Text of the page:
Rest (Feb 2013)

By Matt Dabbs

By Sherry Hubright

There was a time when the prophet Elijah was afraid and ran for his life. As he journeyed in the desert Elijah came to a broom tree. He sat down under it and prayed that he might die. “I have had enough, LORD,” he said. “Take my life, I am no better than my ancestors.” Then he lay down under the tree and fell asleep. All at once an angel touched him and said, “Get up and eat.” Elijah looked around and there by his head was a cake of bread baked over hot coals and a jar of water. He ate and drank and then lay down again. The angel of the LORD came back a second time and touched him and said, “Get up and eat, for the journey is too much for you.” So he got up and ate and drank. Strengthened by that food, he traveled forty days and forty nights until he reached Horeb, the mountain of God. There he went into a cave and spent the night. (From 1 Kings 19)

Elijah was tired. Battles, obstacles, and evil people wearied his soul. This was not the first time the LORD had met Elijah’s physical needs, but this time his weariness had become emotional and spiritual too. If I had to guess, most of us are not unlike this man of God. Can I be honest with you for a moment? Elijah is a man I can certainly relate to right now. For more years than I care to remember my prayers appear to fall on deaf ears and I am too weary to plead any more. So I watch as one I deeply love succumbs to a greater blindness, and two of the Most Innocent are left at risk. There are moments when I would much rather lay down under the broom tree, fall asleep, and not wake up. It would be much easier than the watching. Selfish, I know.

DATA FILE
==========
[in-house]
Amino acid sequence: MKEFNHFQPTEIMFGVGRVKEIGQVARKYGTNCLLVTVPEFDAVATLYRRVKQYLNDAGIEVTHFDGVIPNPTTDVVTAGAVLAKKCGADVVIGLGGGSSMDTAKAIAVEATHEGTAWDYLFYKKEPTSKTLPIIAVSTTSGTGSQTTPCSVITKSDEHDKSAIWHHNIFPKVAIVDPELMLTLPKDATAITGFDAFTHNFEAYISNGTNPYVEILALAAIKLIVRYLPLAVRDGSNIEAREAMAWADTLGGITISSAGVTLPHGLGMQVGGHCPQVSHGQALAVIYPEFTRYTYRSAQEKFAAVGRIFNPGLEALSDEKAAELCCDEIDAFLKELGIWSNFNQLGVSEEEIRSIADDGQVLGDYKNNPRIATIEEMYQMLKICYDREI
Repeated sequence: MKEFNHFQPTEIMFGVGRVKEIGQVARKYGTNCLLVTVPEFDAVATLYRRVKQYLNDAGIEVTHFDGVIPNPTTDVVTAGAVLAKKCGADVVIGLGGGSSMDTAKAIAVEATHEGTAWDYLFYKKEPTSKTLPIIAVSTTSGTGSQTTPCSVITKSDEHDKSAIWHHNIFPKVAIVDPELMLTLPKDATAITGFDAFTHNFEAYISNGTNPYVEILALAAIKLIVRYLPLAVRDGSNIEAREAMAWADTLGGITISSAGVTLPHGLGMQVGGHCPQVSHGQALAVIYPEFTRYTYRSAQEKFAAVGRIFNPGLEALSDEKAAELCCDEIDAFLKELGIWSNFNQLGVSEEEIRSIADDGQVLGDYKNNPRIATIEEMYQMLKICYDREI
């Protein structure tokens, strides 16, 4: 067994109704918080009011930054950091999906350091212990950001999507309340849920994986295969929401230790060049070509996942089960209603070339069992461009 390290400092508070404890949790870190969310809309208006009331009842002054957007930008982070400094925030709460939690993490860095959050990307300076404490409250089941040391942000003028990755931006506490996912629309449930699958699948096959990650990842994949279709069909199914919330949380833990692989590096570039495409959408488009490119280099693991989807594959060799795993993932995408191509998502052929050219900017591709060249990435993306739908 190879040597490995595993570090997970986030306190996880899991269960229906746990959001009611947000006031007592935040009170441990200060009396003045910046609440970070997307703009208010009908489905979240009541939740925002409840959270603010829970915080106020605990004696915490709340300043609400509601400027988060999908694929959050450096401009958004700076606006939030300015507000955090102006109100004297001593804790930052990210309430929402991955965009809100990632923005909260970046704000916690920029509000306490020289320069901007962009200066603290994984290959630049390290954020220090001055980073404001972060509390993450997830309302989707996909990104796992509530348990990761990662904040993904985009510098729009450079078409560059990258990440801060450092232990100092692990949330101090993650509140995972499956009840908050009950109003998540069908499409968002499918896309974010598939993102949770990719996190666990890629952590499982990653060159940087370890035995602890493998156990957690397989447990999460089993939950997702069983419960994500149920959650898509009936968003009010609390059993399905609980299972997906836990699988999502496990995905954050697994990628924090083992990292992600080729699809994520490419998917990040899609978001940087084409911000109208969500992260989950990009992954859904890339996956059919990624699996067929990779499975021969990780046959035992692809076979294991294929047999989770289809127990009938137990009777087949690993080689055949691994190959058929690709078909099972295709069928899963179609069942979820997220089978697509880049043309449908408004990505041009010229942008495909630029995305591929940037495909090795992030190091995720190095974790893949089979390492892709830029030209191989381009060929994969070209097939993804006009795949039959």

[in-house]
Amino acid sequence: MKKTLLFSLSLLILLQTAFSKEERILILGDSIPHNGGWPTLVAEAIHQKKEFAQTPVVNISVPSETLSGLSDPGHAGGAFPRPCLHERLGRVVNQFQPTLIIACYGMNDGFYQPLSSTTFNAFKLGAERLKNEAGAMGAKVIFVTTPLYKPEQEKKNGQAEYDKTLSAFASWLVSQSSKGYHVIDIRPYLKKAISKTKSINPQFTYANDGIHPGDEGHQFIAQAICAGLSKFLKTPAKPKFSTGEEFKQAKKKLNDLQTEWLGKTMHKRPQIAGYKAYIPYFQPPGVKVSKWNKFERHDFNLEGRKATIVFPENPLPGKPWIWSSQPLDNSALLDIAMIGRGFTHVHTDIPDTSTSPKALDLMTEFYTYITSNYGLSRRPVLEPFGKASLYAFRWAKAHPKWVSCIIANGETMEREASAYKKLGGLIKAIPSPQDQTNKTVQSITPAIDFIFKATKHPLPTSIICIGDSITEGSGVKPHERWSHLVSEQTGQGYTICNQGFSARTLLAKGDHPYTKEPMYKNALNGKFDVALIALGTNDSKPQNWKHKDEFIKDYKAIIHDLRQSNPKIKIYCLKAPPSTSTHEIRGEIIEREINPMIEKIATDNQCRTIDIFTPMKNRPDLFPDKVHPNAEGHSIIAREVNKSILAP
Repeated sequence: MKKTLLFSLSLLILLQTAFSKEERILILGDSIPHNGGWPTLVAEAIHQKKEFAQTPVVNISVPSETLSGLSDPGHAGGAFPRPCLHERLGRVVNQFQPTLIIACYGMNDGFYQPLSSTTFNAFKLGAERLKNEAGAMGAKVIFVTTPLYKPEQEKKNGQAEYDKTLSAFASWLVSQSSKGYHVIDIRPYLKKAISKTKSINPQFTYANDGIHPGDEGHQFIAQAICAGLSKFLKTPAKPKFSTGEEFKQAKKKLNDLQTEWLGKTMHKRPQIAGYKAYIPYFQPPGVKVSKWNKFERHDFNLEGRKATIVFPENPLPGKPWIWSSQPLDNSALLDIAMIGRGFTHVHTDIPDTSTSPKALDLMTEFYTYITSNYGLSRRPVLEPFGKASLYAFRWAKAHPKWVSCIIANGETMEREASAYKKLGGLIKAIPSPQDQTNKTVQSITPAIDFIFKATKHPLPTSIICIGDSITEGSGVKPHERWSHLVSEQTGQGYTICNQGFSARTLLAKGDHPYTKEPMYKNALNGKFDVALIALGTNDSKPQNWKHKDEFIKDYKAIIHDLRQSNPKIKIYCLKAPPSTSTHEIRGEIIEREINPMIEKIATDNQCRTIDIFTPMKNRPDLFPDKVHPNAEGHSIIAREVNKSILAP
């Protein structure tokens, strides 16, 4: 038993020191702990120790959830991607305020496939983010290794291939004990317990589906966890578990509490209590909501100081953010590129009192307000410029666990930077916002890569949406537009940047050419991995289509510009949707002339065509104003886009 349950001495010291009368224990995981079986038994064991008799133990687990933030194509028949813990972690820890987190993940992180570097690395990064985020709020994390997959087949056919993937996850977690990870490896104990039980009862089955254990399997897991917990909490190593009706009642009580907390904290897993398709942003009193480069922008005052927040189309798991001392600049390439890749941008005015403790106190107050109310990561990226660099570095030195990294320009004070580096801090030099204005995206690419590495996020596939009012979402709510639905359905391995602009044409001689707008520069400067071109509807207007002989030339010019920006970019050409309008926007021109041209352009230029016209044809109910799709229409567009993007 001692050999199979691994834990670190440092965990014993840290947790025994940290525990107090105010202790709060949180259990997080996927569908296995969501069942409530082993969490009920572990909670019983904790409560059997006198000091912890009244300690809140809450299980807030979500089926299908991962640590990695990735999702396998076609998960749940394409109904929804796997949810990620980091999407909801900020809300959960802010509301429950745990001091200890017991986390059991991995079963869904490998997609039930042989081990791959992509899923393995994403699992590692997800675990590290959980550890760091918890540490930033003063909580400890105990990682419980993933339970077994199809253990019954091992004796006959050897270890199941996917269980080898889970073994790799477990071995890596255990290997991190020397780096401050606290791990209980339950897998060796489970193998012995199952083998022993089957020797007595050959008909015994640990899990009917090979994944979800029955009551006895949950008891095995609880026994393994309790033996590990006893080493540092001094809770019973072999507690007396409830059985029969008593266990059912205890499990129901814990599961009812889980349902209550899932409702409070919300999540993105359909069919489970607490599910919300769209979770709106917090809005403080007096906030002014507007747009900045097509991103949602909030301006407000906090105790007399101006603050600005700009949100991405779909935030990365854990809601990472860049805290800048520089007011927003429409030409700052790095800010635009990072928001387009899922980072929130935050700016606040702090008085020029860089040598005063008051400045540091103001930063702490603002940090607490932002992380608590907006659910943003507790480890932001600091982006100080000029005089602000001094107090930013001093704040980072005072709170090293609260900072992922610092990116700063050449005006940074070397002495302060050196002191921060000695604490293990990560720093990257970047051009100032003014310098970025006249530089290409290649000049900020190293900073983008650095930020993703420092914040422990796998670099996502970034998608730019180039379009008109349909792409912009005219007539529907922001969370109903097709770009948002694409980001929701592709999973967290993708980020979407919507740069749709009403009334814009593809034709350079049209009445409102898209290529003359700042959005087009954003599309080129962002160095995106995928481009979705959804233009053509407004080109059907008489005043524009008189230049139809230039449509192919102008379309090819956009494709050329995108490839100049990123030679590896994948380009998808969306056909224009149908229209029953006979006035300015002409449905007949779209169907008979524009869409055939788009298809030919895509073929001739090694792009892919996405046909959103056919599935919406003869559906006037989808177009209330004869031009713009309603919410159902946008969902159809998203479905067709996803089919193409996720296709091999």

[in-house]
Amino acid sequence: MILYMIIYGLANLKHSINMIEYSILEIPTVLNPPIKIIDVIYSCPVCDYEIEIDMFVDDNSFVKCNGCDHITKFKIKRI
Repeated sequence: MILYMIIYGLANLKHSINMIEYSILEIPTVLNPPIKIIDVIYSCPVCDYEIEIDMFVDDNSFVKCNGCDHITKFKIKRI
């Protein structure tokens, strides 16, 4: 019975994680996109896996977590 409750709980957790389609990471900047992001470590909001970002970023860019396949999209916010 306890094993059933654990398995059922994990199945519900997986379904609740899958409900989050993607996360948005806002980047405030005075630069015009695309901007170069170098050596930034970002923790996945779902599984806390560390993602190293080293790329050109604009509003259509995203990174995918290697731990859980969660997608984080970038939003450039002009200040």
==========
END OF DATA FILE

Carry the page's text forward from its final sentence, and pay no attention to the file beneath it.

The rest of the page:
What I deeply appreciate about the passage in 1 Kings 19 is God’s heart for giving protection and provision. God did not admonish or ignore Elijah, or minimize his circumstances. Instead, He met his physical need for food, water and rest. The LORD recognized Elijah’s emotional and spiritual poverty as well. God sent an angel to minister to Elijah and in every way. The LORD acknowledged that the journey was too much for His servant and insisted he rest longer, which he did. Only after Elijah’s needs were met was he able to travel on to Horeb, the mountain of God.The same is true for us too. Resting allows us to wait until we are better able to continue on the journey. Resting may give our eyes the chance to see the miracle as it unfolds.

We may not have a broom tree to shelter us but, like Elijah, our LORD knows when the spiritual battle is too long and the journey is too much and makes a provision we could not otherwise give ourselves. Simply stated, the broom tree represents a “stepping away” place. It is a place of refuge, provision, and safety. It is a place where we are given the gift of rest and the company of prayer-warriors and kindred-spirits. It is a time when we can reflect on our blessings more than the struggle and entrust Him with all the details in our living. It is a time when we find His strength to journey on toward the mountain of God.

From Psalm 91: “He who dwells in the shelter (covering, hiding place) of the Most High, will rest in the shadow of the Almighty. I will say of the LORD: He is my refuge and my fortress, my God, in whom I trust… He will cover you with His feathers, and under His wings will you find refuge; His faithfulness will be your shield and rampart. You will not fear the terror of night, nor the arrow that flies by day…

categoria commentoNo Comments dataDecember 3rd, 2013
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About...

Profile photo of Matt DabbsThis author published 1577 posts in this site.
Matt is the preaching minister at the Auburn Church of Christ in Auburn, Alabama. He and Missy have been married 12 years and are raising two wonderful boys, Jonah and Elijah. Matt is passionate about reaching and discipling young adults, small groups, and teaching. Matt is currently the editor and co-owner of Wineskins.org.

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